Monday, September 21, 2015

Book review: Enna Burning

Enna Burning (The Books of Bayern, #2)
My rating: 4 of 5 stars
Genres: Young Adult; Fantasy

Goodreads description:

Enna and Princess Isi became fast friends in The Goose Girl, but after Isi married Prince Geric, Enna returned to the forest. Enna's simple life changes forever when she learns to wield fire and burn anything at will. Enna is convinced that she can use her ability for good--to fight Tira, the kingdom threatening the Bayern borders--and goes on secret raids to set fire to the Tiran camps and villages. But as the power of the fire grows stronger, she is less able to control her need to burn. In her recklessness she is captured by the Tiran army and held captive by a handsome, manipulative young captain who drugs her to keep her under his influence. Can Isi and her old friends Finn and Razo rescue her without sacrificing themselves? And with the fire still consuming her, will Enna find a way to manage the gift that threatens to destroy her?

My review:

I was very excited to read this book after I finished The Goose Girl, but I went at it thinking that it was going to have the same feel to it that The Goose Girl did.  I was very wrong. Enna Burning is almost the opposite. While the goose girl mostly had issues of trusting others, Enna burning was filled with issues of trusting onesself.  Enna Burning has a feel to it that is a lot angrier than The Goose Girl. That threw me off a little in the beginning, but as I came to realize that this book is very much different, I accepted it and the story seemed so much more interesting.

I was somewhat unsure about the beginning.  For a while, I just wasn't sure whether or not I liked it.  But the farther into I got, the more the story drew me in.  I loved to be inside Enna's head.  The way she thought was so different.  She is such a strong character and even though she doesn't believe it, I could see it through the way she thought.

 There was some cliche stuff towards the end though, some of that "falling in love with my captor" stuff that irked me, but when we figure out why it does make a little more sense.  The very end also seemed very rushed when I really wanted a more detailed ending.  However, there was an ending, which doesn't happen all the time.  Over all, I enjoyed this book greatly, although I didn't like it as much as The Goose Girl.  I still award this book a great 4 stars, and I will be reading the next one as soon as I can get it.

I'm just gonna geek out for a second before I go.  Razo!!!!!!!!!!!  He's amazing.  He is on my list of favorite characters.  I just love him and Finn.

~ Alison

Saturday, September 12, 2015

My Favorite Motivations

Today it was rainy, and that gave me the urge to read or write.  I had just finished my book though, and I didn't really want to read something else at the moment, so I decided to write some blog posts, which ladies and gentlemen, is why this blog post is here today.  I started to think about why things like rain make me want to curl up in a ball and read my favorite novel, or write for hours on end.  I still haven't figured out why, but I have thought of some other things that make me scripturient and I thought I might share them with you.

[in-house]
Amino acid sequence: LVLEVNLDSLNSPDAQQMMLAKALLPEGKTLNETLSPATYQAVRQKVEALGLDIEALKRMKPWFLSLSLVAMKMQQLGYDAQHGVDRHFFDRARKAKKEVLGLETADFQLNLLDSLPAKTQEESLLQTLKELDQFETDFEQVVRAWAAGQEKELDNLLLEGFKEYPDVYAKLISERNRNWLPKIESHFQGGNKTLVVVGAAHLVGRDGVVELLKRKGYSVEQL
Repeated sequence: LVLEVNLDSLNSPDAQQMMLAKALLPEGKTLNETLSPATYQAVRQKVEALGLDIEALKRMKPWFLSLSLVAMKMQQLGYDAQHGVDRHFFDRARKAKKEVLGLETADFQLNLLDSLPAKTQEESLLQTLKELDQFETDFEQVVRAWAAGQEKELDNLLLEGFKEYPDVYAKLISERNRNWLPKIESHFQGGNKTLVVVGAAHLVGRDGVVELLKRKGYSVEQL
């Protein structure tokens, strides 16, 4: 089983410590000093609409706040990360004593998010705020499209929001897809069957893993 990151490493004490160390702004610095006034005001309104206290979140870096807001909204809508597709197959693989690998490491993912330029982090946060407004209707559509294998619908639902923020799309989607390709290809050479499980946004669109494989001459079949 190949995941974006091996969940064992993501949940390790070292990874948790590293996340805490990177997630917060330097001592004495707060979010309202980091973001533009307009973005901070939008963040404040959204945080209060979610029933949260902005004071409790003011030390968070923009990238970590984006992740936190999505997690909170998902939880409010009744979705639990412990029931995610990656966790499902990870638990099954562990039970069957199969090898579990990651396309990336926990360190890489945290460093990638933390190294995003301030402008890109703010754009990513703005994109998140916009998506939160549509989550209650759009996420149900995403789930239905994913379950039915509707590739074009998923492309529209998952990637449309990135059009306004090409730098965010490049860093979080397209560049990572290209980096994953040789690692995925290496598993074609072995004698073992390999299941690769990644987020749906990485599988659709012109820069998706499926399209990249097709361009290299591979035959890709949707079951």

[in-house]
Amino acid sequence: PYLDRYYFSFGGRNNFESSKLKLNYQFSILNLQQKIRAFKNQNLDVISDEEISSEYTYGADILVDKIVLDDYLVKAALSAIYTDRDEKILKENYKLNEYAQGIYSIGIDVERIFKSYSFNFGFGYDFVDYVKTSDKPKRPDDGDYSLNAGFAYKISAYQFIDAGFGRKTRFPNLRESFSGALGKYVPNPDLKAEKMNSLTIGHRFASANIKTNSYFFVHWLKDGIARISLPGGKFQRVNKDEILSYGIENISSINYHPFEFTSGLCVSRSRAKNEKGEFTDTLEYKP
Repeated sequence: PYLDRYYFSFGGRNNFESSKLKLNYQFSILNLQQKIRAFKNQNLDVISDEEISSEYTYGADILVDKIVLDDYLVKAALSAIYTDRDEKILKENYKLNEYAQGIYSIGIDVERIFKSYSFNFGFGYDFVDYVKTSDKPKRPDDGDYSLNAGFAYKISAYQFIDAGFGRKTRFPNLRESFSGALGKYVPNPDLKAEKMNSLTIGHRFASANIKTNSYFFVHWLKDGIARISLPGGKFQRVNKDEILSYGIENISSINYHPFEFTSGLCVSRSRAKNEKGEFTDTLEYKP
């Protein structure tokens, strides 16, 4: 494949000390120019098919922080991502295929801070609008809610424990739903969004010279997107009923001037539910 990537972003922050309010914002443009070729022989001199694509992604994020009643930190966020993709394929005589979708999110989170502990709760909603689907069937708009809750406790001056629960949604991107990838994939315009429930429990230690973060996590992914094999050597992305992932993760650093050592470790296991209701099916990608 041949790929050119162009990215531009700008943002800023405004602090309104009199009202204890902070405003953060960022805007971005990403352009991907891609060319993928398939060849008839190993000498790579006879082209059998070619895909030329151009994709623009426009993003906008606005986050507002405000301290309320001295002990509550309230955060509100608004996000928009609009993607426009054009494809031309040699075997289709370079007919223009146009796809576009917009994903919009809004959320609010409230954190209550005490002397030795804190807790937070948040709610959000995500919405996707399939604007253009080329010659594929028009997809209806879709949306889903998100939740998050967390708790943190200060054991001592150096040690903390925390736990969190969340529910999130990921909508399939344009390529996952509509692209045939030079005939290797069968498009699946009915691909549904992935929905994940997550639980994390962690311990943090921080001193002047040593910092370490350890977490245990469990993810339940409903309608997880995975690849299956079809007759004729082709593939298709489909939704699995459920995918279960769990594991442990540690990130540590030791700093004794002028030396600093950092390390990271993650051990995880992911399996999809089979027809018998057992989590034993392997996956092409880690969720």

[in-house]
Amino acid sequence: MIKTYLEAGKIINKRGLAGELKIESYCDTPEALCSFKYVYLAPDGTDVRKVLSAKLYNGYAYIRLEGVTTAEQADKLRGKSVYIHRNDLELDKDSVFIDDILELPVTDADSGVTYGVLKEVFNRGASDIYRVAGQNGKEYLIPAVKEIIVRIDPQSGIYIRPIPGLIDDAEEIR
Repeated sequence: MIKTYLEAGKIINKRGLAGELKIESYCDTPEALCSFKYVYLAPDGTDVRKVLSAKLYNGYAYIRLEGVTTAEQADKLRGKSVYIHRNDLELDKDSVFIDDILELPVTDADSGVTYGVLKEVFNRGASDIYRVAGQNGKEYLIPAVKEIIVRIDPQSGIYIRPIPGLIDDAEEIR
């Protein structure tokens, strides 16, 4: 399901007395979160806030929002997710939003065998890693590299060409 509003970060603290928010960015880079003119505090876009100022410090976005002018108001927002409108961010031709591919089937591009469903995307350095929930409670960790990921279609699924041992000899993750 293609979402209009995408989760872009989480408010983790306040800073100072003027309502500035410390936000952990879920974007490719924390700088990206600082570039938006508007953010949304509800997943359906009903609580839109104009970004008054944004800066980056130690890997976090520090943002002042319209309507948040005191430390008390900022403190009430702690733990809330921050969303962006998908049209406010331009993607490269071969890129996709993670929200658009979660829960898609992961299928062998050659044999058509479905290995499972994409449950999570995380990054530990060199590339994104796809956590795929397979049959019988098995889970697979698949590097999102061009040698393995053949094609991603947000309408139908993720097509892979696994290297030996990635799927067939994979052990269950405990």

1. Rainy days.

I find rain to be the perfect chance to sit and read by a window like I'm in a movie.

A cup of tea, a good book, and a cozy corner filled with pillows and blankets makes soul quite happy. 22 Things Anyone Who Loves the Rain Will Understand

Because I totally have an awesome window nook.  And a cool dress like that.  Actually I look more like a burrito of sweatshirts and fuzzy socks under a blanket somewhere.

The other thing rain might make me want to do is clean my room completely then work on character development until my floor is covered with paper.  So it's either curl up in a ball or go into work overdrive.  Not really sure how that works.  

2.  Blanket tents.  

I kid you not, if I end up making a big blanket tent there will be a huge stack of books and a book light in there, as well as snacks and possibly all the pillows in the house.  I don't often get to make blanket tents though, which is sad because I make blanket tents 

 David Tennant - Ten (10) - Doctor Who

3. Instrumental music.

Especially epic background music, because I can match it up to certain scenes in the book I'm reading at the time.  However, this is often a bad thing for me because I listen to instrumental music when I do school so I have sudden urges to write in the middle of schoolwork.  

4. Watching shows that require deep thought.

Anytime I watch a show that dives into the mind of the villain or monster, or just makes me think really hard about what's going on, it really creeps me out and I love it.  It makes me want to experiment with writing from the point of view of the villain, and that's always fun.  Except sometimes I get a little bit too happy about being evil...  

5. Hammocks.

If you put me in a hammock, I will either be sleeping or reading within a few minutes.  It's crazy; I think they're magic.  

6. Power outages.

This may be due to the fact that I can't watch TV or get on pinterest, but it's at least some form of motivation to read or write.  But these are always the times when my sister wants to do something with me because she can't get on the internet.  So my reading is constantly disturbed and my reaction tends to be 

Henry I’d-rather-read-about-‘Ethical Dilemmas in Elizabethan Crop Production’-than-socialise-with-people Nobley   :  Austenland (2013).

Until I convince her to let me pick a book for her, but then she is just as much of a book nerd as me, and we all happily read till the lights come back on.  And for a few hours after that. 

And now I take my leave to curl up in a ball and read under a blanket on this rainy day :)